Breast milk plays a vital role in the lives of babies. It not only fulfils their hunger pangs, but also promotes healthy growth of the toddler. Much like mother's love, mother's milk too comes with an array of health benefiting properties, shielding the growing child from numerous infection and problems. According to the study published in the journal Pediatric Research, a mother's breastmilk can help preterm babies to get metabolic boost. Researchers at the Pennsylvania State University in the USA compared breast milk of mothers with babies born prematurely, that is between 28 and 37 weeks gestation and at term, that is after 38 weeks.
- Breastmilk plays a vital role in the lives of babies
- Mothers milk comes with an array of health benefiting properties
- Mothers breast milk can help preterm babies to get metabolic boost
The team of researchers examined whether there were differences in the composition of the breastmilk's microRNAs, snippets of RNA that affect gene expression and can be passed to the baby. "We found that there are differences in these microRNA profiles, and that the majority of the altered microRNAs influence metabolism," said Molly Carney, a medical student at Penn State University.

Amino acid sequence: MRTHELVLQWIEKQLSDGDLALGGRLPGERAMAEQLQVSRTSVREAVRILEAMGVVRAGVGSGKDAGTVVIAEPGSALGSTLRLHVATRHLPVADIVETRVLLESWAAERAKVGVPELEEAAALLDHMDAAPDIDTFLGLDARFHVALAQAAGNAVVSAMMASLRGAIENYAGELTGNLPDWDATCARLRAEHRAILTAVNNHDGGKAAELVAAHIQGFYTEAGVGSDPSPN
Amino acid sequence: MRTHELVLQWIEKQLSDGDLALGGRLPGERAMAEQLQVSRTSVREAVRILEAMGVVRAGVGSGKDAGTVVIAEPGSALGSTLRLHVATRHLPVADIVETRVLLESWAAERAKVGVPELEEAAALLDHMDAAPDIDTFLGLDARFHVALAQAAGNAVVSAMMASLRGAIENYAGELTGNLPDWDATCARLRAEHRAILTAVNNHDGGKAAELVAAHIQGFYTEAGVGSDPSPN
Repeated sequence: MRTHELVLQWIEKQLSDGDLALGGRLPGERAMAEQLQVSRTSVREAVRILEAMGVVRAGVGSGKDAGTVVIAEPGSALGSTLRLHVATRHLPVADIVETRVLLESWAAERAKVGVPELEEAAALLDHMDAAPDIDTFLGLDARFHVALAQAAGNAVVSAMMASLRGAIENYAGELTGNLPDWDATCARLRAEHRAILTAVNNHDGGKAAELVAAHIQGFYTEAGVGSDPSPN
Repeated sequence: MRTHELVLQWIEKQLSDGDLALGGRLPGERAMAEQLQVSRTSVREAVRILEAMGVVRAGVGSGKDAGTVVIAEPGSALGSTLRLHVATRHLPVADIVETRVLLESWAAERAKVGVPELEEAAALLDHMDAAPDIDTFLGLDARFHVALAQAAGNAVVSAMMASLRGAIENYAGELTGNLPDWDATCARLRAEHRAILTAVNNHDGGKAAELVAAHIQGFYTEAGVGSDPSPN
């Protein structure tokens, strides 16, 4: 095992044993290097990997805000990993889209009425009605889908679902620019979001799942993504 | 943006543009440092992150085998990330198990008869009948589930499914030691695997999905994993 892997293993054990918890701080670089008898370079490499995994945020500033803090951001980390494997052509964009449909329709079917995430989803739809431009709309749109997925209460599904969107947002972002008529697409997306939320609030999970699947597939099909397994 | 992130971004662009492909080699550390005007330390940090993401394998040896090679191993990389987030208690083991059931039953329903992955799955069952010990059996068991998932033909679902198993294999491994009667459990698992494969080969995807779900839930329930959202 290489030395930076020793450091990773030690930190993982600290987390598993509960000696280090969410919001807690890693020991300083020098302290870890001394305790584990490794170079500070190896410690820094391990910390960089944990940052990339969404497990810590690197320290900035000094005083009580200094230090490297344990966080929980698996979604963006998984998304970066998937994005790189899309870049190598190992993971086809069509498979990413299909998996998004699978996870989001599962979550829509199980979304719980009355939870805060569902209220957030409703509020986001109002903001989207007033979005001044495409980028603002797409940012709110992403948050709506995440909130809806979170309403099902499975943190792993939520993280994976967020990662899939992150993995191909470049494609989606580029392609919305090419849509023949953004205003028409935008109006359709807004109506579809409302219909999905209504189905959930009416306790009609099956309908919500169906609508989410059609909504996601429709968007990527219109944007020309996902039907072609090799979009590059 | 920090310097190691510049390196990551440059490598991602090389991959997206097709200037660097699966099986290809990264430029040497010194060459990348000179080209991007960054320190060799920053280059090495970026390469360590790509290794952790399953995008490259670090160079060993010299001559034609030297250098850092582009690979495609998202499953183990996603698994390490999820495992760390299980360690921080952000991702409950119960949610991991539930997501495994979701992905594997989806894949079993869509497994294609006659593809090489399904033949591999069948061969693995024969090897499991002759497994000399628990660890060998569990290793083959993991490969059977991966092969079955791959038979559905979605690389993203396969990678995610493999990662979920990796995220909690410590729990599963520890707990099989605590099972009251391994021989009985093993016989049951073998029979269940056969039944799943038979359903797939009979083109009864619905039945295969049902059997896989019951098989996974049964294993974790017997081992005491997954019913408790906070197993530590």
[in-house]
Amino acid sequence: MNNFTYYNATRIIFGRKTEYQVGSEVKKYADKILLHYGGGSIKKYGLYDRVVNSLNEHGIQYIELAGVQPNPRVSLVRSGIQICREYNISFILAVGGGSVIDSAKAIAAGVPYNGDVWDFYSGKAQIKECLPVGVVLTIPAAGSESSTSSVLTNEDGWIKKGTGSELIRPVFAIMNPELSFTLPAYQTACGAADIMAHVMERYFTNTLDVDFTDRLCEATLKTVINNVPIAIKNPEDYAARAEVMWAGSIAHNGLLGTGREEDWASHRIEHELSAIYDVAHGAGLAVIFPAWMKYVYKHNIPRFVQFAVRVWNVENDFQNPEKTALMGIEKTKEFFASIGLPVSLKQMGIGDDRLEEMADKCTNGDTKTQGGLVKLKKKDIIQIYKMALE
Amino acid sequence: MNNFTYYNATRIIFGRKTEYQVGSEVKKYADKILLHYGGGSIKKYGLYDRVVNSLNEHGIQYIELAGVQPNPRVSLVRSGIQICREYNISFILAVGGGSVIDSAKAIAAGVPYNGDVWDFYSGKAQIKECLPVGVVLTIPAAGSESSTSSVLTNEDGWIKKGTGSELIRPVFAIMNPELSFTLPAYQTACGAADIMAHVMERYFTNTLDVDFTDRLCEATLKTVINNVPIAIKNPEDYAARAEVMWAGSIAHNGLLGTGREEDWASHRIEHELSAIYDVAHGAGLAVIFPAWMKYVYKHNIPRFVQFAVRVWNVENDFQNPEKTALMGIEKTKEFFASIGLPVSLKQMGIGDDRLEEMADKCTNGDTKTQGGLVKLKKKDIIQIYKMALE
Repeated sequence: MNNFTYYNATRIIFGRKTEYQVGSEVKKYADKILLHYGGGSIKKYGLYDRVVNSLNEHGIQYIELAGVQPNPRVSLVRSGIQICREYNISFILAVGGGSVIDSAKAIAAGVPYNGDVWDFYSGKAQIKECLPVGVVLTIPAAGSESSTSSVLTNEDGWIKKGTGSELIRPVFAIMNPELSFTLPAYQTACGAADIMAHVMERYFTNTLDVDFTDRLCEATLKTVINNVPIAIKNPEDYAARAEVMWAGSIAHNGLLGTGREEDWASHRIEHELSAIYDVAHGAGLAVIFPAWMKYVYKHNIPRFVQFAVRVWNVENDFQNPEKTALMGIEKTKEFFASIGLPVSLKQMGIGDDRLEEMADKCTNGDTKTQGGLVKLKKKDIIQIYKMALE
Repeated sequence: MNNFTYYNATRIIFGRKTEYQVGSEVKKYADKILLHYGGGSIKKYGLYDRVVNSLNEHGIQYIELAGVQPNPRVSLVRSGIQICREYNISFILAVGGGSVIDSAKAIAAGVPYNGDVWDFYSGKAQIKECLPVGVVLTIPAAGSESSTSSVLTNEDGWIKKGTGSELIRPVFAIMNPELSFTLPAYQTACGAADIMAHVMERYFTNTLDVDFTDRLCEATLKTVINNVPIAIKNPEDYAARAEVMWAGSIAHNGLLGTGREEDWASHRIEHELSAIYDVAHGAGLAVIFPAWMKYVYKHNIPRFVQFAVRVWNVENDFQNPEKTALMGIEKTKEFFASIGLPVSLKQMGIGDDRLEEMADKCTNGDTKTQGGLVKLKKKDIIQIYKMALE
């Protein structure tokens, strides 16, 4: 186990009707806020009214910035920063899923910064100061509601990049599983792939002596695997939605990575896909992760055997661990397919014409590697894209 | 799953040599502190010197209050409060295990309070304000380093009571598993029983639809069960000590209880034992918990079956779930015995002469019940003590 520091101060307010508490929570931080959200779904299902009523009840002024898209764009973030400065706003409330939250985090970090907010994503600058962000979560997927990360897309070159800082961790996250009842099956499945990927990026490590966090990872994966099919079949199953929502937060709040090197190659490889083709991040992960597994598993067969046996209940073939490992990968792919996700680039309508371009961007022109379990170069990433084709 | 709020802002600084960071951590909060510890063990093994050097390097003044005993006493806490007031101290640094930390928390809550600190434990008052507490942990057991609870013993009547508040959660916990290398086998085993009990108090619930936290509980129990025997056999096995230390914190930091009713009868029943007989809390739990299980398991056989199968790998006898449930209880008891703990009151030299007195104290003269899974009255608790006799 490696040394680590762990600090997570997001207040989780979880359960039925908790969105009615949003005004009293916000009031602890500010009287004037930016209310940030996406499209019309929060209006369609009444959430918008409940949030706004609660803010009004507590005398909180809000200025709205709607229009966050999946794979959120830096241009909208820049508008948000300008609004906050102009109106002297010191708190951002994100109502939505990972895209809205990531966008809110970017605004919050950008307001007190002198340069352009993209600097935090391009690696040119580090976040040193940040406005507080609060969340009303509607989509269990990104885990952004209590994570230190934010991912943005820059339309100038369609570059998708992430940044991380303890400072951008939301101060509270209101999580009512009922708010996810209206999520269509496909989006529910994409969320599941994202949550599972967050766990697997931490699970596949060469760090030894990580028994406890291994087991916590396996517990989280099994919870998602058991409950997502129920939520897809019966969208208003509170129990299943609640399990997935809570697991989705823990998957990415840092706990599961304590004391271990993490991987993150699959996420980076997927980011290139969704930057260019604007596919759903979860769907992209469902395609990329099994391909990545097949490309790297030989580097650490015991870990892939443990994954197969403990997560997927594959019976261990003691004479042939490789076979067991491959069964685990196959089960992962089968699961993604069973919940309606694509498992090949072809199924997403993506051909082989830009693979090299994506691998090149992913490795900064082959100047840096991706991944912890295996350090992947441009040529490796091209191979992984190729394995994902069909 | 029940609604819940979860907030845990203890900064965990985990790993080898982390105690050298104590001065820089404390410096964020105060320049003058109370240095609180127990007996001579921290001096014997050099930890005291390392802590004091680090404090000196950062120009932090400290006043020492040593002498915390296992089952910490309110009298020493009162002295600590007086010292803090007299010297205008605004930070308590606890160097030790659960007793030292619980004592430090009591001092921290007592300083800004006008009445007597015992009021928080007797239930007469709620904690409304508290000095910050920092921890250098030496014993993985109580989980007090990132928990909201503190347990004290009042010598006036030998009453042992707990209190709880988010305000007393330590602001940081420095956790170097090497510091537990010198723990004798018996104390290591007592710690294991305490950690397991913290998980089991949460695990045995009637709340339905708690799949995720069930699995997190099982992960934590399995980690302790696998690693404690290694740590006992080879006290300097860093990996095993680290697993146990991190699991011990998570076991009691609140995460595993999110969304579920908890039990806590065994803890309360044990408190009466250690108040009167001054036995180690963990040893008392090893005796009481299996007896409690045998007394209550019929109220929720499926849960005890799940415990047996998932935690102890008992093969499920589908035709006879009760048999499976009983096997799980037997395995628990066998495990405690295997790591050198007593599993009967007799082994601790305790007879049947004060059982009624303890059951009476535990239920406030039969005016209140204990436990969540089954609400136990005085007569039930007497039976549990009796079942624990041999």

"If those microRNAs are being transferred to the infant that could potentially impact how the newborn processes energy and nutrients," Carney added.
Babies born prematurely are at a major risk of developing host of problems, including failure to thrive and neurodevelopmental delays. The babies also tend to be born at a lower weight than the term infants. Therefore, preterm babies have different nutritional needs than the term babies.
Researchers collected 36 samples of breastmilk from mothers with infants born at term and 31 samples from mothers with babies born prematurely. Then they processed the samples in the lab, extracting microRNAs and comparing them to the human genome to pinpoint the differences between premature and term breast milk. After the analysis was done, they identified about nine microRNAs that were considerably different in the premature breast milk.
They found that these microRNAs target metabolic processes and may help regulate gastrointestinal function and energy use in premature babies.
"We know that babies born prematurely have better health outcomes with breast milk than with formula, and our results may explain some of these health benefits associated with breast-feeding," said Steven Hicks, assistant professor at Penn State.
With Inputs from PTI